If there’s one genre that Italian developer and publisher Milestone knows, it’s racing. Whether it be motorcycle or vehicle, on or off road, these folks routinely put out 1-2 quality racers a year. I’ll be the first to admit, I’m more of an arcade racing fan than simulation, which is why their games don’t usually catch my interest. Supercross games are different to say the least; with huge dirt tracks that fill baseball or football stadiums, big jumps and bigger wrecks. Monster Energy Supercross attempts to be the total package, with plenty of real life racers, bikes, accessories and locations. But a question remains, are you ready to trade in asphalt for the dirt track?
Play as some of the world’s most popular drivers or create your own and conquer dirt tracks across North America. Single player modes include: exhibition, time attack, career and championship. Customize your racer and bike with up to 300 officially licensed items. Create your own track with the in-game track editor. Lastly, online multiplayer for up to 12 players means potentially endless replay value.
Thankfully the Monster energy drink license is used well, nothing over the top like running over cans for speed boosts. You’re going to see the logo a lot, both on the track and in menus, but I didn’t mind. Energy drinks are embraced by many gamers worldwide, and I found it to be a license that not only suited the game, but made it stand out.
At it’s core, Monster Supercross is a racing game, not a stunt bike game. Your objective is to complete the required laps as fast as possible and beat the other racers. While you don’t perform tricks or manage a boost meter, there is a modern racing feature that made the game more enjoyable, rewind. Anyone who has played a recent racing game like Forza Morotsport knows that rewind allows you to pause the game, reverse your movement and try again if you make a mistake. It’s simple to perform in Monster Supercross and makes for much more enjoyable races. With many tight turns and big jumps, players must always be on-guard with both the gas and brake triggers. I absolutely loved how the vibrating triggers felt on the Xbox One controller, not intrusive or annoying, just enough to enhance the experience. If you run off track but don’t want to rewind, the game will respawn you after three seconds, and additionally there are point incentives for holeshotting, which is basically being the first one to pass through a designated spot on the track. It didn’t take me long to feel comfortable driving and thriving in all of the locations.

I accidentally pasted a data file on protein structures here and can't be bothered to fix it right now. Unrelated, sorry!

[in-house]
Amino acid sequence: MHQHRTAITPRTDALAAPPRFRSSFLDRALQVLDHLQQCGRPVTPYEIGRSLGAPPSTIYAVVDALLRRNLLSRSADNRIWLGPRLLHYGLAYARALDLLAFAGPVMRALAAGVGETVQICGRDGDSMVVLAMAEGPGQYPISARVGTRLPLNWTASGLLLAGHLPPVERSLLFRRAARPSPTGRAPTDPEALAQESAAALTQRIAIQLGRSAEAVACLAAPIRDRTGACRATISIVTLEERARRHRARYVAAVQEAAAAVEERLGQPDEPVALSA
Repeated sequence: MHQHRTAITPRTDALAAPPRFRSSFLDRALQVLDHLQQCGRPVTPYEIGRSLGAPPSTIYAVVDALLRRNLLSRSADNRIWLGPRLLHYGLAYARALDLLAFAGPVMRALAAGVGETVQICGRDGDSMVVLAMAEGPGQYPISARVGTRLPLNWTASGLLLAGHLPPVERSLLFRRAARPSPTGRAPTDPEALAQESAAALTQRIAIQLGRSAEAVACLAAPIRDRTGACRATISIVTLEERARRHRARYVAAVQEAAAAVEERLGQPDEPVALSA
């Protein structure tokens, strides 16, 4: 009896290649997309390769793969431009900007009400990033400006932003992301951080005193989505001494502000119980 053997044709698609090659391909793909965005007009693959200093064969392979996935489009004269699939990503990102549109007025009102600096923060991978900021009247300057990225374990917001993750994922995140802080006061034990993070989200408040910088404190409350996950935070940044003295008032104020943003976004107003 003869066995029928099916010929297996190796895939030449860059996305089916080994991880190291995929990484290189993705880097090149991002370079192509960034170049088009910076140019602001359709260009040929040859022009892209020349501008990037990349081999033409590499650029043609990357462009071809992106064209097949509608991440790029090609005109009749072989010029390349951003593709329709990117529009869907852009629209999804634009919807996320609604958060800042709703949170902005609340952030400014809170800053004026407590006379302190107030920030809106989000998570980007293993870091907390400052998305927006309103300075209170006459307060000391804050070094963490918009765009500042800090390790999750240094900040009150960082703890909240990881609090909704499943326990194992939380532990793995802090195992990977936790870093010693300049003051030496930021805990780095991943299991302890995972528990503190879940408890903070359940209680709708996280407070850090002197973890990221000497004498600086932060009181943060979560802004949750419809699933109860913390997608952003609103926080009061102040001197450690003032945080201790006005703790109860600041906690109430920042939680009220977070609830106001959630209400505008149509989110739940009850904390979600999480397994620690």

From the start you can play as 18 real-life riders such as: Zach Osborne, Adam Cianciarulo, Joey Savatgy and more. They all come with their licensed uniforms, helmets and bikes. In career mode you create your own driver and fight against these stars to earn racing glory. 17 different locations are available ranging from: Seattle, Las Vegas, Salt Lake City, even Daytona Beach. Each track has a different layout that makes them feel distinct and seeing officially licensed stadium names and logos only enhanced the experience. There are a variety of settings to choose from whether it be difficulty, weather, race length, assisted physics, transmission type and more. There is a lot of attention to detail that will satisfy casual and hardcore racing fans. As you gain skill and confidence, increasing the difficulty will provide more of a challenge.